[e2e] Small packets - Definition needed..

Dah Ming Chiu dmchiu at ie.cuhk.edu.hk
Tue Mar 27 02:34:38 PDT 2007

A natural reason for discussing "small" vs "large" packets is concerned
with the packet header overhead, as several people suggested.  For
example, when the header size is smaller than certain percentage of
the total packet size, you can ignore the overhead in your engineering

Arjuna's problems, as stated in his latest email, are different.

In the case of "Draft 1", you can avoid the problem by simply
rephrasing the sentence to:
"TFRC-SP is intended for flows that send packets no larger than
1500 bytes with inter-packet intervals no smaller than 10 ms".
The "small" here is something quite arbitrary due to the specific
design of TFRC-SP that when satisfied makes TFRC-SP work
better than TFRC.

In the case of  "Draft 2", you can avoid the problem by simply
replacing the word "small packets" by "packets no smaller than
1095 bytes".  In other words, you don't need to define "small".

If you are trying to justify "1095 bytes", it will not be easy, and
you will not get people to agree. You could have picked 1500
or 800, I doubt there is a big difference. It is just an engineering
constant.  Why do we need such an engineering constant?
It is like the problem of how loud are we allowed to talk in a
public place with other people around. In most civilized places,
it is rude to talk too loud.  Since network protocols codify the
level of "rudeness" into programs, you get to pick these numbers.
Of course you will not get concensus on what level of rudeness
is appropriate.  Whether this (IETF policying it) works or not, and
how you may want to accommodate different people under
different circumstances, is a different debate, which has been
played out on this list many times in the past.

Dah Ming Chiu

----- Original Message ----- 
From: "Arjuna Sathiaseelan" <arjuna at erg.abdn.ac.uk>
To: <end2end-interest at postel.org>
Cc: <gorry at erg.abdn.ac.uk>; <dccp at ietf.org>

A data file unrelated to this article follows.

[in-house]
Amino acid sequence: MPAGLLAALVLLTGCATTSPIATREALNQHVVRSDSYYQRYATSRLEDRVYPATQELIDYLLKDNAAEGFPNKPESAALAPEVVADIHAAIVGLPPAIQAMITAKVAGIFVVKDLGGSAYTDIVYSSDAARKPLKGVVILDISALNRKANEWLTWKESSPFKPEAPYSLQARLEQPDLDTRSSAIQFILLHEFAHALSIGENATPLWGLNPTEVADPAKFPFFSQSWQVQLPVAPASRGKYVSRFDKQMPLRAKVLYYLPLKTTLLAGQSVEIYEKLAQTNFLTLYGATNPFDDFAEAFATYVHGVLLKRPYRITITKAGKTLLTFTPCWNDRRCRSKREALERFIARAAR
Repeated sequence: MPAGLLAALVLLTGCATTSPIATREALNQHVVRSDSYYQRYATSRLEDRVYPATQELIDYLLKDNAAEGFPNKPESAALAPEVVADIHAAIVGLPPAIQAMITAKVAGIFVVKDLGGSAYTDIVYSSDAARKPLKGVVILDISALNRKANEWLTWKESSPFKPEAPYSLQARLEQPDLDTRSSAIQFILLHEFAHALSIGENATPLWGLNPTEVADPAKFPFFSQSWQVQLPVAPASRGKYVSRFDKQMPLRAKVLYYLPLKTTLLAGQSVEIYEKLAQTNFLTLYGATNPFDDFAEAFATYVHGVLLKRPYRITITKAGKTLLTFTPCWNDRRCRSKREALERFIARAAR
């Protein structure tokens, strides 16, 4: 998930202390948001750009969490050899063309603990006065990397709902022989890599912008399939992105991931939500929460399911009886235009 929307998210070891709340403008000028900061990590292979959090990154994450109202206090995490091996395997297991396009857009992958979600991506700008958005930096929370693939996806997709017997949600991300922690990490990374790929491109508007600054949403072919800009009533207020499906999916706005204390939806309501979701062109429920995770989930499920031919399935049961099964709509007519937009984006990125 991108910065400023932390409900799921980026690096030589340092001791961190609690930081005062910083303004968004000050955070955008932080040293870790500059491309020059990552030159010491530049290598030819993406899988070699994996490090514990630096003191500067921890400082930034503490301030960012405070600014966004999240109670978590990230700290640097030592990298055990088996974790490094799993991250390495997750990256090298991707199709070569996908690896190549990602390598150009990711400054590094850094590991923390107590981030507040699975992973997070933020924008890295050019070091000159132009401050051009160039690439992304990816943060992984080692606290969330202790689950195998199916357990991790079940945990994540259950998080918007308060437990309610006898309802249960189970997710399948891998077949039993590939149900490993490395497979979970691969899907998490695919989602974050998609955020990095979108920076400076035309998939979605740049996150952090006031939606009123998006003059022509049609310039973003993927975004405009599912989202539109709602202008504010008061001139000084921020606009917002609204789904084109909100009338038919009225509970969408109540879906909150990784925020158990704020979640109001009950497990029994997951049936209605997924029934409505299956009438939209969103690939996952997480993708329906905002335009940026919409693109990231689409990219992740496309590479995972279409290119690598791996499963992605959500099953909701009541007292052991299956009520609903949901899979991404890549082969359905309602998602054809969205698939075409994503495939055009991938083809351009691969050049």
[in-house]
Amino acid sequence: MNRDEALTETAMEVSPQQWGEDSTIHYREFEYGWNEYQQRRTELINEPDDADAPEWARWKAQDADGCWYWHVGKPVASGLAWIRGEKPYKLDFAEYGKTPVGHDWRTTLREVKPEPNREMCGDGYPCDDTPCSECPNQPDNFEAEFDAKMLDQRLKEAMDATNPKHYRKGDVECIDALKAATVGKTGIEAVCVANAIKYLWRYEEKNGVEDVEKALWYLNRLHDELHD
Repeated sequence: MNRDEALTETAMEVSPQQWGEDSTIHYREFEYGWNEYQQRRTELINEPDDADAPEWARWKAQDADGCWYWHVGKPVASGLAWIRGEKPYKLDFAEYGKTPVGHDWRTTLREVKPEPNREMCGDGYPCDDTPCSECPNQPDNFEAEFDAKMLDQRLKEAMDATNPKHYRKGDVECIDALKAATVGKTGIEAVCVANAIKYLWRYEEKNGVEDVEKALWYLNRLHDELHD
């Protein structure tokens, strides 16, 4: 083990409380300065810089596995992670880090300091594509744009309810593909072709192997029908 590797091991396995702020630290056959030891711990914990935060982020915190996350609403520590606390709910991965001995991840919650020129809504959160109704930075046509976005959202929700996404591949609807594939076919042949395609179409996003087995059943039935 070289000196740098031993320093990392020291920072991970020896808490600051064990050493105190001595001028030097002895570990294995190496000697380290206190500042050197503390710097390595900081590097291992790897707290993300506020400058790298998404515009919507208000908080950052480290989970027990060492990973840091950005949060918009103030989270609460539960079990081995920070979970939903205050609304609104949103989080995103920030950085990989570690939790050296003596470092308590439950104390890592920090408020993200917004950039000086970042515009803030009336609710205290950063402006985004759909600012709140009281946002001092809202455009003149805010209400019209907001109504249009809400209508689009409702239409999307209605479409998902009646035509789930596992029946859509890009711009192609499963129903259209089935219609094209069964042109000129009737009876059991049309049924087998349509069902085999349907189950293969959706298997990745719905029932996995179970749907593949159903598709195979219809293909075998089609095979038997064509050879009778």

Sent: Tuesday, March 27, 2007 6:37 AM
Subject: Re: [e2e] Small packets - Definition needed..

> Dear All, (CCing to the DCCP mailing list)
> Thanks a lot for your replies.
>>From the replies, I could see that its hard to generalize the definition 
> small and large packets. My only worry is that that a proper consensus has
> to be reached on deciding the definition of small packets as currently 
> there
> seems to be an ambiguity (from my point of view) in some of the drafts 
> when
> it comes to defining small packets. For example consider the TFRC-SP and
> Faster Restart for TFRC drafts.
> Draft 1) TFRC-SP says the following in the Introduction
> ("draft-ietf-dccp-tfrc-voip-07.txt", currently in the RFC Editor's
> queue):
>     "TFRC-SP is intended for flows that need to send frequent small
>     packets, with less than 1500 bytes per packet, limited by a minimum
>     interval between packets of 10 ms."
>    "Applications that are not willing to be limited by a minimum
>     interval of 10 ms. between packets, or that want to send packets
>     larger than 1500 bytes, should not use TFRC-SP.  However, for
>     applications with a minimum interval of at least 10 ms. between
>     packets and with data packets of at most 1500 bytes, the performance
>     of TFRC-SP should be at least as good as that from TFRC."
> Draft 2) Faster Restart for TFRC
> (http://www.ietf.org/internet-drafts/draft-ietf-dccp-tfrc-faster-restart-02.
> txt) after idle periods: the allowed sending rate is never reduced below
> four packets per RTT, or eight packets per RTT for small packets, as the
> result of an idle or slow period.
> FR uses a variable called X_active_min_rate:
>    X_active_min_rate
>      The minimum restart rate allowed by Faster Restart in the presence